Ed Bickert:
Canadian musician
unique jazz guitarist

By Sandy Freeze (a.k.a.: strumdabiz)

Part II: Ed Bickert, Pluck If Not Adventure


Part I: Ed Bickert
Guitar Workshop
Part II: Ed Bickert,
Pluck, If Not Adventure
Part III: Ed Bickert,
Tune, Tone, And Tempo

____________Strumdabiz_____G Major
~E_A_D_G_B_E~       ______E|r3+++|E
{- - 0 0 0 -}Nut   / _____B|a0+++|B
[- -       -]     / / ____G|m0+++|G
[- 2        ]    / / / ___D|Z0+++|D
[3         4]   / / / / __A|Z2+++|A
[ grips     ]  / / / / / _E|Z3+++|E
#\ \ \ \ \ \__/ / / / / /##########
g-\ \ \ \ \____/ / / / /-Tablature-
r;;\ \ \ \______/ / / /;;;;;;;;;;;;
i---\ \ \________/ / /--Tablature--
p::::\ \__________/ /::::::::::::::

~  Ed Bickert picked & plucked at "Georgia On My Mind",
at a guitar Workshop 1978.
Transcribed by David Kindred.
     (strumdabiz's K\/k_r)a)m)__Z\/z ?)
~FM7F6/9    e11     A7       d7c9   B13BbM!7/9/13
~                                           ~
..........See Technically..........r

 Canada's unparalleled electric guitar master, Edward Issac 
Bickert was born November 29,1932 in the Mennonite-strong 
prairie town, of Hochfield Manitoba, Canada. The youngest 
sibling in a brood of 2 sons and 3 daughters, the infant Eddie's 
parents moved the family to the Okanagan Valley of British 
Columbia, soon afterward. The Bickert family ended up farming 
outside Vernon B.C., in the Valley's rich orchard region.

(I believe the foundation of Bickert's "plucking" came from his boyhood years working in the trees!) Ed's fiddler father ,and pianist mother raised their children with plenty of music. His sisters all sang the pop hits of the day. The older brother played chord style guitar and it was on a Dobro model tuned standard, without the raised bridge, and slide, it seems, that Ed was to pick up along the way and learn to play at age 8. (see PLAYING IT SAFE by Jack Batten, The Canadian magazine Dec 31, 1978) Ed Bickert refers to the chord fingerings that his brother showed him, as grips.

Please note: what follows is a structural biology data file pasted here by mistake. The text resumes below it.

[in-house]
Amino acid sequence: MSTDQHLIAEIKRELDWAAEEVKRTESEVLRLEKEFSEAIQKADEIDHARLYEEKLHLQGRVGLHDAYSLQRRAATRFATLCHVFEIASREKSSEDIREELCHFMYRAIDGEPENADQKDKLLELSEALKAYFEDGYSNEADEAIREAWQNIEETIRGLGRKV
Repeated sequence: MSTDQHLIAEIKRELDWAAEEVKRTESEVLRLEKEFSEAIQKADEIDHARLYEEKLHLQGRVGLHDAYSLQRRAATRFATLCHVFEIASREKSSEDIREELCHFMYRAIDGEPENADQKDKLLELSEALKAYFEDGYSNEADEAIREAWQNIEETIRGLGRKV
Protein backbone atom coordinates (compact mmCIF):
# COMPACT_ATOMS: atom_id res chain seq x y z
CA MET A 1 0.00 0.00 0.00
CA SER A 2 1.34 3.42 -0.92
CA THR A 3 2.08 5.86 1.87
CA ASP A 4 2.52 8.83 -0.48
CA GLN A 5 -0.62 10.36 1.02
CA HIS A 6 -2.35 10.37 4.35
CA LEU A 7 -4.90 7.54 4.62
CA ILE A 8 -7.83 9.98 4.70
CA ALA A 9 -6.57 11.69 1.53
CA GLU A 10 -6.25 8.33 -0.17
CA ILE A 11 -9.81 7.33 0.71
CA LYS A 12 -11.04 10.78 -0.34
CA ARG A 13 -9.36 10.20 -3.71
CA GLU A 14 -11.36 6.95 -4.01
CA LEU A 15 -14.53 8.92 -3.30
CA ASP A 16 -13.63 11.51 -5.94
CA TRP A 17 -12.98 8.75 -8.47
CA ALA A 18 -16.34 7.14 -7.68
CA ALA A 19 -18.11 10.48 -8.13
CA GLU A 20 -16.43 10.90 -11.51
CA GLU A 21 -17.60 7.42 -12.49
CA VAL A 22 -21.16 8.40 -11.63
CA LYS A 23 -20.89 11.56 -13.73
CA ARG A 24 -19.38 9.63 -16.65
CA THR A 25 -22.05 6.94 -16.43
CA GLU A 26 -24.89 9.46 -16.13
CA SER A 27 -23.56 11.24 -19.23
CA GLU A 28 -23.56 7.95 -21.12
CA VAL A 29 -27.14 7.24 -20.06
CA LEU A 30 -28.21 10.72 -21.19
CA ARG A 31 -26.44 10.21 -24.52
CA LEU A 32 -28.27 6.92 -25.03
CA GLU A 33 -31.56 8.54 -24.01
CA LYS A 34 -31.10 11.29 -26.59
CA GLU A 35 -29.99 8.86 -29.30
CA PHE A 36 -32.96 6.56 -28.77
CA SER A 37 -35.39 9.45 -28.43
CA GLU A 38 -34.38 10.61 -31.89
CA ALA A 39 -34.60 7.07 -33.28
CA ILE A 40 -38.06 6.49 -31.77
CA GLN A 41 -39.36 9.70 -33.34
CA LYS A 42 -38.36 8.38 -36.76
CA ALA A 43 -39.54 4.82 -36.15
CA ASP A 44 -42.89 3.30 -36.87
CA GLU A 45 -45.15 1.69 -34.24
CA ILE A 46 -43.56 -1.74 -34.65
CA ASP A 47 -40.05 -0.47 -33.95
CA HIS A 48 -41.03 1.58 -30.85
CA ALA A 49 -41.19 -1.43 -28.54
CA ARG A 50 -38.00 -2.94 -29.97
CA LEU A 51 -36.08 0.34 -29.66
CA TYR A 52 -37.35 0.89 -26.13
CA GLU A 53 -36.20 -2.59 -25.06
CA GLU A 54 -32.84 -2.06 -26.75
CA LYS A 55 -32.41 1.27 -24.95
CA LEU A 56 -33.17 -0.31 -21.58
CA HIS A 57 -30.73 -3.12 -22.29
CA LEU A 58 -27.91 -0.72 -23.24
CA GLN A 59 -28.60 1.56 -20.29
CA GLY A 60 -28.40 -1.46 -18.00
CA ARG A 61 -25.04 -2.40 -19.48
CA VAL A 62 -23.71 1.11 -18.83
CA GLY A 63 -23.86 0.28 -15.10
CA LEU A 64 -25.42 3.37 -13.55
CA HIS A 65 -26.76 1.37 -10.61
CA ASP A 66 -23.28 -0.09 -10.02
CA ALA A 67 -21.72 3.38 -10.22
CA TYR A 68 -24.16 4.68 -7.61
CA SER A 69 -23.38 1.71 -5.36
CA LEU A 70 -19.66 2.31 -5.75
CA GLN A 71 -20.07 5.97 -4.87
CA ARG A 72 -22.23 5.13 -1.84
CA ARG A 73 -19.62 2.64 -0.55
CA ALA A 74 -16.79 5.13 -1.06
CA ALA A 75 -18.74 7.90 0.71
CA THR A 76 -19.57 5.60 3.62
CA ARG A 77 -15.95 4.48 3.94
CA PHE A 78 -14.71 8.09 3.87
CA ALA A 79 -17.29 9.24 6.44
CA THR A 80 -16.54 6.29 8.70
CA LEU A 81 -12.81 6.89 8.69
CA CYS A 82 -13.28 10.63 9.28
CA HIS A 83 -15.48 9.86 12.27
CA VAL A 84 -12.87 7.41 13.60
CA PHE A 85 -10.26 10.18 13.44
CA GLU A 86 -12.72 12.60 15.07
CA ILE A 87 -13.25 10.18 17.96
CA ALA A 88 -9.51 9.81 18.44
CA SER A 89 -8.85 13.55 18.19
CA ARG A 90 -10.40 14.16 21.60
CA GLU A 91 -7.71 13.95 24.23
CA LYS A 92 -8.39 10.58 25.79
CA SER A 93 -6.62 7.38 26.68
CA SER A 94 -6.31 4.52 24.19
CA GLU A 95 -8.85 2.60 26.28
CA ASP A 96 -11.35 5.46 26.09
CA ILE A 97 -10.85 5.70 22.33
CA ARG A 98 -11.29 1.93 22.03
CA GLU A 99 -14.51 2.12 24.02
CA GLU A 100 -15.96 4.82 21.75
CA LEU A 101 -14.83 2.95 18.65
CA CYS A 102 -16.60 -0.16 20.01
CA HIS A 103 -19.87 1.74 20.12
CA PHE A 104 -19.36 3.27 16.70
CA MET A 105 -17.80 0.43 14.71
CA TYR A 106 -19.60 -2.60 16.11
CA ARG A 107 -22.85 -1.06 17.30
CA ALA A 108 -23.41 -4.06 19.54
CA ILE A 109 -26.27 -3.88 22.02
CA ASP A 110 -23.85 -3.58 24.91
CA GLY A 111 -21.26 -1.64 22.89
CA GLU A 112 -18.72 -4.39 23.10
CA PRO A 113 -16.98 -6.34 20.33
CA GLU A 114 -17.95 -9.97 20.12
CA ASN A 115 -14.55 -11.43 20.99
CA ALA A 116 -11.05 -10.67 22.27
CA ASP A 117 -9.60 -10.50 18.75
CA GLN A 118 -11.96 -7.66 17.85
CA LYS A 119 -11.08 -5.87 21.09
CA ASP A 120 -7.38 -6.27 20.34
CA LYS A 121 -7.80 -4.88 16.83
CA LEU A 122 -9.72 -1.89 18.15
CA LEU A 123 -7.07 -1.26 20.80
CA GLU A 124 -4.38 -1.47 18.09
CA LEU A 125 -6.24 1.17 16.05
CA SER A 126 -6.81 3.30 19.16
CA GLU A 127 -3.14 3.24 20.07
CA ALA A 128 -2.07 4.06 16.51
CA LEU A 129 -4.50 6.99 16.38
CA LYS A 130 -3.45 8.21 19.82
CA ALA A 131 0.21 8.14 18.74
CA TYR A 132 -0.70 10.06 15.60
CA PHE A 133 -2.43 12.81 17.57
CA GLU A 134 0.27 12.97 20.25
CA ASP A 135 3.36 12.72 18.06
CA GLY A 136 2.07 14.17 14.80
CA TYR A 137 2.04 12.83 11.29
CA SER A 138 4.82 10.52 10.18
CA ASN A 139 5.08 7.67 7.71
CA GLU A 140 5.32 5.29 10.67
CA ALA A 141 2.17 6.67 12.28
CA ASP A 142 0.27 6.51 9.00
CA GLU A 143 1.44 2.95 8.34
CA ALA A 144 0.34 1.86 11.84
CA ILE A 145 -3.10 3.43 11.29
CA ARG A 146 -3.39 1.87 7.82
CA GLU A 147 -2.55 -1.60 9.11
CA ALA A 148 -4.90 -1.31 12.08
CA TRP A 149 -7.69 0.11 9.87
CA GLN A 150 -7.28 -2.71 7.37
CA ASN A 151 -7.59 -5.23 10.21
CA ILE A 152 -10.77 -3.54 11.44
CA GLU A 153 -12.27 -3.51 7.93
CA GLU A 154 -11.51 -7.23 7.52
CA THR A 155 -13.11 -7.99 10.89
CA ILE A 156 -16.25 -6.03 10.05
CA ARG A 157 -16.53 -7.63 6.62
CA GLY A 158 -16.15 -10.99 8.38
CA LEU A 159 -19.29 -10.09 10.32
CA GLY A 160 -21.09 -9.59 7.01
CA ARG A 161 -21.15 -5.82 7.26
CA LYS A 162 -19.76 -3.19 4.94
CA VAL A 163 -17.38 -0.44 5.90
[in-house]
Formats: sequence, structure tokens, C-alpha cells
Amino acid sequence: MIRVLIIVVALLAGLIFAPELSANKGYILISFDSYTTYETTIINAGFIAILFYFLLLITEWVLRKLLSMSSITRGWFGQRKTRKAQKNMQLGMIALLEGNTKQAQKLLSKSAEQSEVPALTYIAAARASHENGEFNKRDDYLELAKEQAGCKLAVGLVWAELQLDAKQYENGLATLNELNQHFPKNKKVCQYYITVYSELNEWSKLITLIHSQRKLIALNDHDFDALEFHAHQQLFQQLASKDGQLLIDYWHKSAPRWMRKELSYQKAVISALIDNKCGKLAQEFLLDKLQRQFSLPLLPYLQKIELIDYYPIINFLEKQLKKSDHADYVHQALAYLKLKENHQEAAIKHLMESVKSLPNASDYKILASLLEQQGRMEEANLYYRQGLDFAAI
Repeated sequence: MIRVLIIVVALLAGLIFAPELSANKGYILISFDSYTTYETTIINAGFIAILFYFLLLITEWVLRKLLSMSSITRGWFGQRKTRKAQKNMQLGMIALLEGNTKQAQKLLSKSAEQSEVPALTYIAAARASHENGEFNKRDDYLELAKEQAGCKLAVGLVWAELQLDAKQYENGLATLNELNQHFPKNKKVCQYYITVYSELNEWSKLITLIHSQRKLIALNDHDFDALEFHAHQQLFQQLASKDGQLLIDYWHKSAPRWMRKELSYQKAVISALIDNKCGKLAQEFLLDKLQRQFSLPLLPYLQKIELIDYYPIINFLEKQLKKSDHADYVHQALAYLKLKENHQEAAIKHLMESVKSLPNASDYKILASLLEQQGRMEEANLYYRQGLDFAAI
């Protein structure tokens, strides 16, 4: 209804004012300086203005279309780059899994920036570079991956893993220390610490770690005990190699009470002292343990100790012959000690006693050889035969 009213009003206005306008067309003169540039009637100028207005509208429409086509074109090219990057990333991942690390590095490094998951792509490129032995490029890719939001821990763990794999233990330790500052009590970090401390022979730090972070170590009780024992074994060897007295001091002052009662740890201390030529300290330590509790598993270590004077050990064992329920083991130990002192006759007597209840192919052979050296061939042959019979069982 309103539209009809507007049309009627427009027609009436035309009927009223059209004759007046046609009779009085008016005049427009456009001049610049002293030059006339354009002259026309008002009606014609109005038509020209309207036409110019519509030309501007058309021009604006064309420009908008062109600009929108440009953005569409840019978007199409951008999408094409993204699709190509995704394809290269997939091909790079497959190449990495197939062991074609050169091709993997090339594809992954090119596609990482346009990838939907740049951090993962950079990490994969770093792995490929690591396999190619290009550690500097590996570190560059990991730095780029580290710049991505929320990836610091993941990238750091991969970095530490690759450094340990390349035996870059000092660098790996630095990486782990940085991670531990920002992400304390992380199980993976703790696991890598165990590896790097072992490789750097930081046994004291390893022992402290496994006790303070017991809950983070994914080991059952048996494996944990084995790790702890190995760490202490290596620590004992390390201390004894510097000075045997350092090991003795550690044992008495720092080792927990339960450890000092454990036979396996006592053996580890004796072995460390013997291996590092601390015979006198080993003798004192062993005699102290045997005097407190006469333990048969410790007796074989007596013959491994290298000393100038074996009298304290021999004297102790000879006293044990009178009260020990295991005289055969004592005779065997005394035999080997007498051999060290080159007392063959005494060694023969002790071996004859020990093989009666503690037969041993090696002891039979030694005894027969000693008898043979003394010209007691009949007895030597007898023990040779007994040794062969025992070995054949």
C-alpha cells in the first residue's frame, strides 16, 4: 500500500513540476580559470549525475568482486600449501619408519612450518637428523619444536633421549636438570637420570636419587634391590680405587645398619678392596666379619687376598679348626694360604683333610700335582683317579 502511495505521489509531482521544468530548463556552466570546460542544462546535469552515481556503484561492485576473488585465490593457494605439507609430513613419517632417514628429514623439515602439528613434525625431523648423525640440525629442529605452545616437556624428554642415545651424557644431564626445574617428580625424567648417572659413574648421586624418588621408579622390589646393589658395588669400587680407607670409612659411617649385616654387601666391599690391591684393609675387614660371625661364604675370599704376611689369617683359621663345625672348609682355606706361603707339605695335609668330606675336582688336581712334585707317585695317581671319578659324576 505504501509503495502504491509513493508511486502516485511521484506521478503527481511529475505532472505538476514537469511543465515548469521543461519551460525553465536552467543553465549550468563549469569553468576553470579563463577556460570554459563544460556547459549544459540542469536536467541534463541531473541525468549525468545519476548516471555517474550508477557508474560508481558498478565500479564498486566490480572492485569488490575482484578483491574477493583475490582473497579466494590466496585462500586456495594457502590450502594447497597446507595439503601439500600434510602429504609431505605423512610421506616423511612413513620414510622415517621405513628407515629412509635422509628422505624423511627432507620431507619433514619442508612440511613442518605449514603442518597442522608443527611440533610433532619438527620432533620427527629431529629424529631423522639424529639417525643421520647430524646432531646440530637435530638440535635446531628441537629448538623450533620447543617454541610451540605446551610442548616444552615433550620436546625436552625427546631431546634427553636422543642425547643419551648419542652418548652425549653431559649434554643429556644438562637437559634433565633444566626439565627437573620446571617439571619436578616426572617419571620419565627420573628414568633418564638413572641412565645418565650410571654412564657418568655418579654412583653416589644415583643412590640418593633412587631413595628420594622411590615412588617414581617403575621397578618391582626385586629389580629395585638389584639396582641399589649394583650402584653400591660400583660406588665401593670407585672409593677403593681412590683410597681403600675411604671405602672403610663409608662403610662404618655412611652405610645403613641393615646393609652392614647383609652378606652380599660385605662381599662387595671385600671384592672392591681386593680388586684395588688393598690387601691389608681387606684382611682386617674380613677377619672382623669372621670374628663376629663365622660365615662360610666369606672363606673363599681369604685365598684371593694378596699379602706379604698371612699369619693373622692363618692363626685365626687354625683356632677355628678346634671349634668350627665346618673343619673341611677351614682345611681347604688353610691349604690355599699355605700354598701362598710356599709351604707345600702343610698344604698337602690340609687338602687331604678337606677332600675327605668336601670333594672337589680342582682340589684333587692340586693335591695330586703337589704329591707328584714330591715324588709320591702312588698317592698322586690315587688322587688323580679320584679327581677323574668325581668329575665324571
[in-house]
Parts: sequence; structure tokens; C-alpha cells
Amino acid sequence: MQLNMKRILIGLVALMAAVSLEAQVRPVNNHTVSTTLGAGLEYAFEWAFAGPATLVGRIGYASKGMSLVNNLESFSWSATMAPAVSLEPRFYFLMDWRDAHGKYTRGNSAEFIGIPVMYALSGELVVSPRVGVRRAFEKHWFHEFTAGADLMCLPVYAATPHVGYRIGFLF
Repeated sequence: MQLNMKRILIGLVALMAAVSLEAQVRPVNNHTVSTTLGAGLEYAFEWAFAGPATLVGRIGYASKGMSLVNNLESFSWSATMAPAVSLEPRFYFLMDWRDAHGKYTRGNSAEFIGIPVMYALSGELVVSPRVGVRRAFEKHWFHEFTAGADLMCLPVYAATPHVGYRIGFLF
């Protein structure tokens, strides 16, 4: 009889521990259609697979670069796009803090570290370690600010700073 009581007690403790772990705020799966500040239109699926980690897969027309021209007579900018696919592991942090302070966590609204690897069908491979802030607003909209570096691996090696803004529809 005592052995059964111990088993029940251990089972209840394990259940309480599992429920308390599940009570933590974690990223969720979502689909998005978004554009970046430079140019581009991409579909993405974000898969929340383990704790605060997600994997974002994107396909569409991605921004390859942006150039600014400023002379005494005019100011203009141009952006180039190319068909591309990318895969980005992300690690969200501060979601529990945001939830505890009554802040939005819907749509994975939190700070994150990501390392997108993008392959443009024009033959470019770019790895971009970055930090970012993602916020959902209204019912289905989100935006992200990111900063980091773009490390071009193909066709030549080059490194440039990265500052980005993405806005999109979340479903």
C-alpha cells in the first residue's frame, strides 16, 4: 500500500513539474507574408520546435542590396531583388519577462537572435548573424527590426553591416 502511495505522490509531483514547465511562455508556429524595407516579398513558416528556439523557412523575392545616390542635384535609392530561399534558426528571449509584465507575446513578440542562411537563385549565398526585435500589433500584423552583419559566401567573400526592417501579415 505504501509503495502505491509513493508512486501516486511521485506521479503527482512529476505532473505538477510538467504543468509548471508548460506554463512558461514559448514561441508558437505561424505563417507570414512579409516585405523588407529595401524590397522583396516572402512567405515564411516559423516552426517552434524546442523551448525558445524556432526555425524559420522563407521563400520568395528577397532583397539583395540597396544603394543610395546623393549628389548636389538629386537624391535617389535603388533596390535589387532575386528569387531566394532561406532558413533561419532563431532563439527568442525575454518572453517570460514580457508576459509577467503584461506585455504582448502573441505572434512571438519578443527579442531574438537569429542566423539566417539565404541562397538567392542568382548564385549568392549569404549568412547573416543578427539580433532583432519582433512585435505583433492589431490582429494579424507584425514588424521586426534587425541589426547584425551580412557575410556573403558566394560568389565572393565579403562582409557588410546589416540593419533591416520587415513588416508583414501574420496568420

In the Thirties and Forties, far from the "media frenzy" of musical styles, the Bickert parents played a mixture of social country music at local weekend dances which the youngest child joined them in, playing "polkas, Viennese waltz-type things foxtrots, one-steps,two-steps and schottisches" (to Mark Miller Guitar Player magazine Sept 1978). If the precocious Eddie ventured a variation on the harmonies , his father might gently reprove him. It was a "real Dogpatch scene" according to an older Ed Bickert. The people were dancing and wanted nothing more than a good beat to the changes, nothing fancy. Playing these tunes was formative though, as the young musician learned the importance of a steady tempo.

The Bickert family loved radio ,and several current American perfomers were a respite from the indigenous Okanagan musical recipe. Ellington, Armstrong, Basie and others were favourites of Ed Bickert's father. The singing cowboy movies of the time all added to the influence on the teenaged Ed. Equally, Nat King Cole's classic Trio (with guitarist Oscar Moore and later Irving Ashby), and the inimitable Les Paul, gave Ed Bickert a wider view of music and guitar playing. He had missed the direct influence of Charley Christian, who affected so many American jazz guitarists of his generation. Local bands passing through the Western provinces had some impressive guitarists. Ed would benefit from hearing these men play, as in the case of Gordie Brandt, they might be a more adventurous soloist, contrasted to Ed's "laidback" nature.

Other playing experiences introduced Bickert to rugged pickup /amplification. On acoustic guitar precarious feedback devils would frequently give a "start" to a solo.

Listening to a long-range broadcast of a San Francisco area jazz show also contributed to his modern jazz ears, out there in the middle of British Columbia, east of the Pacific coast. After high school, Ed worked long enough to get a itch to go east to Toronto, Ontario, and see how the city would welcome a talented musician. With a writer friend, and a 3/4 size bass , Bickert drove an old '30's car eastward across Canada, turning south to go through Chicago and Detroit, since the Trans-Canada Highway was still under construction, in 1952.

He took a job at a radio station, briefly, as an engineer, while he checked out Toronto's live music scene, which was intimidating at first, the guitar players in particular. He bided his time, studied formally with Tony Braden a respected teacher to many generations of Toronto area guitarists, who guided Bickert through some fundamental approaches to scales, shifting, and went on to Stan Wilson for re-direction in his flatpicking.

 Shifting positions on the guitar offers different ranges of